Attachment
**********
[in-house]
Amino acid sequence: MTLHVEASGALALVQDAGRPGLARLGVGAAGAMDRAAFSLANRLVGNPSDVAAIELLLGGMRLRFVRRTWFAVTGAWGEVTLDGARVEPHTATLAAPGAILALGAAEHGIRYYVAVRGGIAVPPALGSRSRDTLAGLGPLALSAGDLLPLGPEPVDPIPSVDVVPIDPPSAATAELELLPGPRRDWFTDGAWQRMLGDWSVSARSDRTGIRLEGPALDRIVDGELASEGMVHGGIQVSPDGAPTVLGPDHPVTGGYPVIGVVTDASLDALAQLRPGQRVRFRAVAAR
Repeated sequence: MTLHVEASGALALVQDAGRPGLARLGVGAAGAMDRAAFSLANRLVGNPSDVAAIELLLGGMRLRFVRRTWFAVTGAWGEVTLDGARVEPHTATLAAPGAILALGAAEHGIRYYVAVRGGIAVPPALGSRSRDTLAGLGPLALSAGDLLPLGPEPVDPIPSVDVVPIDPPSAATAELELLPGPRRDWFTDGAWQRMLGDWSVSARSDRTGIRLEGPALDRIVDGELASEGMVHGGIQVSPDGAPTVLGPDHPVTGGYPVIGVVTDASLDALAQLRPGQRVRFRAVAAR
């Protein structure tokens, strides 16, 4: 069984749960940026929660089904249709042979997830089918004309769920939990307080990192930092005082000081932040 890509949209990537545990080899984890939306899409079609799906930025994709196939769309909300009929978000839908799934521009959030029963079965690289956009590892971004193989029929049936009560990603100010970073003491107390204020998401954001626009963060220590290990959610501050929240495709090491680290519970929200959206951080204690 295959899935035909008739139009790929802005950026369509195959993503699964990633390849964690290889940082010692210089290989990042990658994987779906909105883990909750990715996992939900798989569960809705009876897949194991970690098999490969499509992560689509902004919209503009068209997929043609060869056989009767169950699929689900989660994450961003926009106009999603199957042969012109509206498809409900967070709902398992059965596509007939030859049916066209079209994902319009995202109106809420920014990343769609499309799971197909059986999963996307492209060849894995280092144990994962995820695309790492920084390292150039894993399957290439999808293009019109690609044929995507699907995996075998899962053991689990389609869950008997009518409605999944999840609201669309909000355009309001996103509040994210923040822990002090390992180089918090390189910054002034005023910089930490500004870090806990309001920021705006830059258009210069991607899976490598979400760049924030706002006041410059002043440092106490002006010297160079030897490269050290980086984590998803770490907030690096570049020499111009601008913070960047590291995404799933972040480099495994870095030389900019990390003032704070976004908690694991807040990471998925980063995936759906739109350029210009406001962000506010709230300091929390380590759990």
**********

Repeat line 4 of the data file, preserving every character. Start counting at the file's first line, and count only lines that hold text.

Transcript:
């Protein structure tokens, strides 16, 4: 069984749960940026929660089904249709042979997830089918004309769920939990307080990192930092005082000081932040 890509949209990537545990080899984890939306899409079609799906930025994709196939769309909300009929978000839908799934521009959030029963079965690289956009590892971004193989029929049936009560990603100010970073003491107390204020998401954001626009963060220590290990959610501050929240495709090491680290519970929200959206951080204690 295959899935035909008739139009790929802005950026369509195959993503699964990633390849964690290889940082010692210089290989990042990658994987779906909105883990909750990715996992939900798989569960809705009876897949194991970690098999490969499509992560689509902004919209503009068209997929043609060869056989009767169950699929689900989660994450961003926009106009999603199957042969012109509206498809409900967070709902398992059965596509007939030859049916066209079209994902319009995202109106809420920014990343769609499309799971197909059986999963996307492209060849894995280092144990994962995820695309790492920084390292150039894993399957290439999808293009019109690609044929995507699907995996075998899962053991689990389609869950008997009518409605999944999840609201669309909000355009309001996103509040994210923040822990002090390992180089918090390189910054002034005023910089930490500004870090806990309001920021705006830059258009210069991607899976490598979400760049924030706002006041410059002043440092106490002006010297160079030897490269050290980086984590998803770490907030690096570049020499111009601008913070960047590291995404799933972040480099495994870095030389900019990390003032704070976004908690694991807040990471998925980063995936759906739109350029210009406001962000506010709230300091929390380590759990």